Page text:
## DEV Community is a community of 888,741 amazing developers

We're a place where coders share, stay up-to-date and grow their careers.

# Daily Challenge #90 - One Step at a Time

You have a square matrix of unsigned integer values. Say, 5 + 5.
Each row of that matrix contains numbers from 1 to 5 (or to whatever length of the matrix), randomly sorted.

You can move through the matrix only one step at the time - either straight down, left-down or right-down.

Your challenge is to write a code that will start at the middle of the top row, and find the path down with the highest sum.

Example:

For the following matrix, you start in c/0. For this matrix the best path would be: `c/0`, `d/1`, `d/2`, `e/3`, `d/4` which scores `4+4+5+4+5 = 22`. This challenge comes from peledzohar here on DEV.

Want to propose a challenge idea for a future post? Email yo+challenge@dev.to with your suggestions!

## Discussion (3) K.V.Harish

My solution in js

``````const bestPath = (matrix = []) => {
let currentIndex = Math.round((matrix.length - 1) / 2);
const path = [
`\${String.fromCharCode(97 + currentIndex)}/0`
];

matrix.forEach((row, index) => {
if(index !== matrix.length - 1) {
const arr = [
matrix[index+1][currentIndex - 1] || 0,
matrix[index+1][currentIndex] || 0,
matrix[index+1][currentIndex + 1] || 0
];
currentIndex = currentIndex - 1 + arr.indexOf(Math.max(...arr));
path.push(`\${String.fromCharCode(97 + currentIndex)}/\${index + 1}`);
}
});
return path.join(', ');
};

bestPath([
[2, 1, 4, 5, 3],
[5, 2, 1, 4, 3],
[1, 3, 2, 5, 4],
[1, 5, 2, 3, 4],
[3, 2, 1, 5, 4]
]); // c/0, d/1, d/2, e/3, d/4

bestPath([
[9, 10, 5],
[1, 2, 6],
[1, 6, 1]
]); // b/0, c/1, b/2
`````` willsmart • Edited on

So an easy "greedy" implementation isn't going to work for this one since it could easily happen that the best eventual path has the worst first move.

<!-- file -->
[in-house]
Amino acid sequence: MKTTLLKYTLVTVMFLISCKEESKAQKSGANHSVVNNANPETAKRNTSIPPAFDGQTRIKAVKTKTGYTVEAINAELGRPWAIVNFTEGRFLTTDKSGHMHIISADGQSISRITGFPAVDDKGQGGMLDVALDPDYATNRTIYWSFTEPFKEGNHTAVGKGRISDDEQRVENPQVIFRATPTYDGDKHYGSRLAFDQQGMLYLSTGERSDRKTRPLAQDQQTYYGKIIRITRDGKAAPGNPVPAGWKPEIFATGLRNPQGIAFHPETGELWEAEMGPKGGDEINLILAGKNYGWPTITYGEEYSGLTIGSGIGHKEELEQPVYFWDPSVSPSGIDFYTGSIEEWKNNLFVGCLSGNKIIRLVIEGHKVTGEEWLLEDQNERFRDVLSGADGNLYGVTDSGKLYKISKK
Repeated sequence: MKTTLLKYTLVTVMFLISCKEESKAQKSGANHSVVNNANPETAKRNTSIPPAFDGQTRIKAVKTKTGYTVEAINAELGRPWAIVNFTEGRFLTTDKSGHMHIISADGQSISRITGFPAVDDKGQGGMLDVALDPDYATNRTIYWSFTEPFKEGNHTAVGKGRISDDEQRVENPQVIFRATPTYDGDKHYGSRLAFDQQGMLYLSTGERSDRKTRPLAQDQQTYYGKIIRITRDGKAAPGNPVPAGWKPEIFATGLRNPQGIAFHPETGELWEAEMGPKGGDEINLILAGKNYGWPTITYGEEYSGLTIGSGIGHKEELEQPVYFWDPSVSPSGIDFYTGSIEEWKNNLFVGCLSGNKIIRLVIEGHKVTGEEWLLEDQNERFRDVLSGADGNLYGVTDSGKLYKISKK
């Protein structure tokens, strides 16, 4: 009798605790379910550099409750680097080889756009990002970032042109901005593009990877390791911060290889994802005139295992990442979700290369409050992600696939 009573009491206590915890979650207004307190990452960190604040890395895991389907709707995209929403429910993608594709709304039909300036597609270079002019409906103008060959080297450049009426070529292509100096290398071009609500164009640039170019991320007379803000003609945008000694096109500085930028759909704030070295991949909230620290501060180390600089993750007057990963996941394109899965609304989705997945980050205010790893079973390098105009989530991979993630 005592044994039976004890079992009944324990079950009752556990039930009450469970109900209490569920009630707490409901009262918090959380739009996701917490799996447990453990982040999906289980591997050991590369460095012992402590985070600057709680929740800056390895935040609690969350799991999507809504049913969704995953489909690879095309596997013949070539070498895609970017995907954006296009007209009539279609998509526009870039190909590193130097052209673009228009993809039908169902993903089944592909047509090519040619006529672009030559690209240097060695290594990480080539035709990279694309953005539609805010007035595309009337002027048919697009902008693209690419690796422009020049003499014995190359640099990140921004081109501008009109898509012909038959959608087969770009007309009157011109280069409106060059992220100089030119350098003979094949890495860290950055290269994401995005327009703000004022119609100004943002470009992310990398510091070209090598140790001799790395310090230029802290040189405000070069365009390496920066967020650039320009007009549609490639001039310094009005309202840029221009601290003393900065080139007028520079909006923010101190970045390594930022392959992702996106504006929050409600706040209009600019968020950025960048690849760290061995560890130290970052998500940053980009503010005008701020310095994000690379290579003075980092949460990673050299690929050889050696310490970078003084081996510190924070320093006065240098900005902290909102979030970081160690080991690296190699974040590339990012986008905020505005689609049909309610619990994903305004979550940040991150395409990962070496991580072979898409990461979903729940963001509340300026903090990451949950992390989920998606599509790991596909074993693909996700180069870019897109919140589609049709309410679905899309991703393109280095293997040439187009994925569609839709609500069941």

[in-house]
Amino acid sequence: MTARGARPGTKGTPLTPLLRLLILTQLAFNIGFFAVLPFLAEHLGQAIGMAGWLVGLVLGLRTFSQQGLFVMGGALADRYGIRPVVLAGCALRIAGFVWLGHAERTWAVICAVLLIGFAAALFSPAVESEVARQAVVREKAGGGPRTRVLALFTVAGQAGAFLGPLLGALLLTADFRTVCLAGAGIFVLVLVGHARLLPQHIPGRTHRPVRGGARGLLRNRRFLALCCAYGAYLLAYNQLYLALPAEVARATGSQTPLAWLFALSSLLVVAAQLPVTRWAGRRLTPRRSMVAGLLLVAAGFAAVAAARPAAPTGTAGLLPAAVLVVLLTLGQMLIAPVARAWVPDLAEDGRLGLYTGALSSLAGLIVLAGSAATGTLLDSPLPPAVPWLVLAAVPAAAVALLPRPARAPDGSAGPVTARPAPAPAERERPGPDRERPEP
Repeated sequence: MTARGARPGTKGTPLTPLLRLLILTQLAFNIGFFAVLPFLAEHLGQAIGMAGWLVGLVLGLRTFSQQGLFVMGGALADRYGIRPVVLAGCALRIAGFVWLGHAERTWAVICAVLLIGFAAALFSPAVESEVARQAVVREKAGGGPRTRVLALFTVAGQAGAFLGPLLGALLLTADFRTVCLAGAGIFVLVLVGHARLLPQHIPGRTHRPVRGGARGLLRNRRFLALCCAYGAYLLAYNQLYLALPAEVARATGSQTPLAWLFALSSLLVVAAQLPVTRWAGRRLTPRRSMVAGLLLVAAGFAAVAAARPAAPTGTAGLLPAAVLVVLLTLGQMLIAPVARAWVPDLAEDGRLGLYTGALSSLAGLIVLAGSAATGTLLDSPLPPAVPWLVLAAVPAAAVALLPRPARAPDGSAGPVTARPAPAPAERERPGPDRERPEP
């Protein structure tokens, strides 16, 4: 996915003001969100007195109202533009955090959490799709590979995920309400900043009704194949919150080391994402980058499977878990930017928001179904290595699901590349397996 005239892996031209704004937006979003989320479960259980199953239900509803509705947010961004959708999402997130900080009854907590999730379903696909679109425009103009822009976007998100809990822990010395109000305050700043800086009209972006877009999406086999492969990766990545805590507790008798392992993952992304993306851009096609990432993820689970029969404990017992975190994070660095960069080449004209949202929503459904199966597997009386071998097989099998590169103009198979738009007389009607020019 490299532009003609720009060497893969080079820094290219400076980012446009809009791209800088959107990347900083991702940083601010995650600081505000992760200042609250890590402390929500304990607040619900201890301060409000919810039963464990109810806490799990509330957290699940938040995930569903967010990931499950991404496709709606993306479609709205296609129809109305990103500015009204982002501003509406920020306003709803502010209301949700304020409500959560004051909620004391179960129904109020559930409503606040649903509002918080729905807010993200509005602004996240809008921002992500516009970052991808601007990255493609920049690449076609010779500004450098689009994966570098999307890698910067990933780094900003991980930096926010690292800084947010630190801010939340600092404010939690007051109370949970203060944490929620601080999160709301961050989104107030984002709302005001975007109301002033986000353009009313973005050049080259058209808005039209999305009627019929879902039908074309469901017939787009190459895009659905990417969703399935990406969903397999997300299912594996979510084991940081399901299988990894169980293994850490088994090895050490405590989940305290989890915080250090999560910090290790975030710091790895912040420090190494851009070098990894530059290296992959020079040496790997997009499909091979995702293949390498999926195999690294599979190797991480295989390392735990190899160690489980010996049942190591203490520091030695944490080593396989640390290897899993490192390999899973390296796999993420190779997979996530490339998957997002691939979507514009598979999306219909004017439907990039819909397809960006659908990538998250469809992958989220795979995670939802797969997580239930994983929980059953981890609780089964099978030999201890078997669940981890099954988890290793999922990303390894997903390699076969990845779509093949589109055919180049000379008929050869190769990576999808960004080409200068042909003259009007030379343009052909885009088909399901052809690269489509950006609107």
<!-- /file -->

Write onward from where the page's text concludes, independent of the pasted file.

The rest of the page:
The problem does have a nice optimal substructure though, in that after you make a move, the path from there is the best one from that point, irrespective of what path you took to get to that point.
That points toward using dynamic programming to solve it.

Here's a JS impl:

``````function oneStepAtATime(matrix) {
// For keying an object by coordinate
const getCoorKey = (x, y) => `\${x} \${y}`;
// The a/0, d/5 style when displaying coordinates
const getDisplayCoorKey = (x, y) => `\${String.fromCharCode('a'.charCodeAt(0) + x)}/\${y}`;

// A store of the best single block moves found so far
const bestMoveFromCoordinateMemo = {}
// The dynamic programming function. This finds the best of the three options at each point by recursing into itself
const bestMoveFromCoordinate = (x, y) => {
// bottom row just early exits
if (y == matrix.length - 1) return {
sum: matrix[y][x]
};
const coorKey = getCoorKey(x, y);
// also early exit if we've already memo'd this spot
if (bestMoveFromCoordinateMemo[coorKey]) return bestMoveFromCoordinateMemo[coorKey];

// This reduce finds the best sum starting from one of the three reachable spots on the next line
// the accumulator is an object with `dx` (change in x) and `subsum` properties
const {
dx,
subsum
} = [-1, 0, 1].reduce((bestSubmove, dx) => {
// early exit if we went out of bounds
if (x + dx < 0 || x + dx >= matrix[y + 1].length) return bestSubmove;
// destructure `bestSubmove`
const {
subsum: bestSubsum
} = bestSubmove
// Recurse to find the best move from here
const {
sum: subsum
} = bestMoveFromCoordinate(x + dx, y + 1);
// accumulate the highest possible sum
return bestSubsum > subsum ? bestSubmove : {
dx,
subsum
};
}, {
subsum: -Infinity
});
const sum = matrix[y][x] + subsum;
return bestMoveFromCoordinateMemo[coorKey] = {
dx,
sum
};
}

// Present the path from a point for display
const movesFromCoordinate = (x, y) => {
if (y >= matrix.length) return []
const {
dx
} = bestMoveFromCoordinate(x, y);
return [getDisplayCoorKey(x, y)].concat(movesFromCoordinate(x + dx, y + 1))
}

// The output of the overall function as a string
return movesFromCoordinate(matrix.length >> 1, 0).join(', ')
}

console.log(oneStepAtATime([
[2, 1, 4, 5, 3],
[5, 2, 1, 4, 3],
[1, 3, 2, 5, 4],
[1, 5, 2, 3, 4],
[3, 2, 1, 5, 4]
]))
// > c/0, d/1, d/2, e/3, d/4

const no = -Infinity;
// A "Greedy" solution won't work on this problem
// in this case the right path looks good to start with, but ends up being a bad choice
console.log(oneStepAtATime([
[no, no, 1, no, no],
[no, 1, no, 10000, no],
[1, no, no, no, 100000],
[1, no, no, no, 1000000],
[996, no, no, no, no]
]))
// > c/0, b/1, a/2, a/3, a/4
``````